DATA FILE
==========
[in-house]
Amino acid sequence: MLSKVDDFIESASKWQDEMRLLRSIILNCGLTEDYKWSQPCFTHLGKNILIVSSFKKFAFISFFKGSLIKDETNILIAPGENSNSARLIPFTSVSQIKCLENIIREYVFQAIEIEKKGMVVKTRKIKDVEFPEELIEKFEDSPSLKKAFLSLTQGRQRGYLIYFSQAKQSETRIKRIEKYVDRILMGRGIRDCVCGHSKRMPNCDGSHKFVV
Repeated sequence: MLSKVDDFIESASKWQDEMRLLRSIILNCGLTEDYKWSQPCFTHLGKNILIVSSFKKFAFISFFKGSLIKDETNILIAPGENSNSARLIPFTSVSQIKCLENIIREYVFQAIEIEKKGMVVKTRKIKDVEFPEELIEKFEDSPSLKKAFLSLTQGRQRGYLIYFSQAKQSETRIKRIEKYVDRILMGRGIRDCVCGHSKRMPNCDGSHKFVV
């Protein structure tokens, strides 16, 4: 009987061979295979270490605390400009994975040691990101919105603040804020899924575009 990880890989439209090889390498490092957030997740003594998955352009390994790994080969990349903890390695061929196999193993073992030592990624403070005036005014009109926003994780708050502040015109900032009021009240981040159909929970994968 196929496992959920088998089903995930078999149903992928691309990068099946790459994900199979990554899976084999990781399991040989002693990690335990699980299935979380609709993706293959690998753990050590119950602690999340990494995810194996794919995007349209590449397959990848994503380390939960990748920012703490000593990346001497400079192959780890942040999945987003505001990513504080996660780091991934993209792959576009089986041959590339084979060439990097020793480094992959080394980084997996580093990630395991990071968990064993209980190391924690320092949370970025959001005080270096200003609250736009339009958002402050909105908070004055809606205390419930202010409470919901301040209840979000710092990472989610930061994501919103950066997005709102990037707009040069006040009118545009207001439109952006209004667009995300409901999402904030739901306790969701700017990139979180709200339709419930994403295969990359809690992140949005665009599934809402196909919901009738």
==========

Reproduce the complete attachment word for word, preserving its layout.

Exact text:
[in-house]
Amino acid sequence: MLSKVDDFIESASKWQDEMRLLRSIILNCGLTEDYKWSQPCFTHLGKNILIVSSFKKFAFISFFKGSLIKDETNILIAPGENSNSARLIPFTSVSQIKCLENIIREYVFQAIEIEKKGMVVKTRKIKDVEFPEELIEKFEDSPSLKKAFLSLTQGRQRGYLIYFSQAKQSETRIKRIEKYVDRILMGRGIRDCVCGHSKRMPNCDGSHKFVV
Repeated sequence: MLSKVDDFIESASKWQDEMRLLRSIILNCGLTEDYKWSQPCFTHLGKNILIVSSFKKFAFISFFKGSLIKDETNILIAPGENSNSARLIPFTSVSQIKCLENIIREYVFQAIEIEKKGMVVKTRKIKDVEFPEELIEKFEDSPSLKKAFLSLTQGRQRGYLIYFSQAKQSETRIKRIEKYVDRILMGRGIRDCVCGHSKRMPNCDGSHKFVV
């Protein structure tokens, strides 16, 4: 009987061979295979270490605390400009994975040691990101919105603040804020899924575009 990880890989439209090889390498490092957030997740003594998955352009390994790994080969990349903890390695061929196999193993073992030592990624403070005036005014009109926003994780708050502040015109900032009021009240981040159909929970994968 196929496992959920088998089903995930078999149903992928691309990068099946790459994900199979990554899976084999990781399991040989002693990690335990699980299935979380609709993706293959690998753990050590119950602690999340990494995810194996794919995007349209590449397959990848994503380390939960990748920012703490000593990346001497400079192959780890942040999945987003505001990513504080996660780091991934993209792959576009089986041959590339084979060439990097020793480094992959080394980084997996580093990630395991990071968990064993209980190391924690320092949370970025959001005080270096200003609250736009339009958002402050909105908070004055809606205390419930202010409470919901301040209840979000710092990472989610930061994501919103950066997005709102990037707009040069006040009118545009207001439109952006209004667009995300409901999402904030739901306790969701700017990139979180709200339709419930994403295969990359809690992140949005665009599934809402196909919901009738």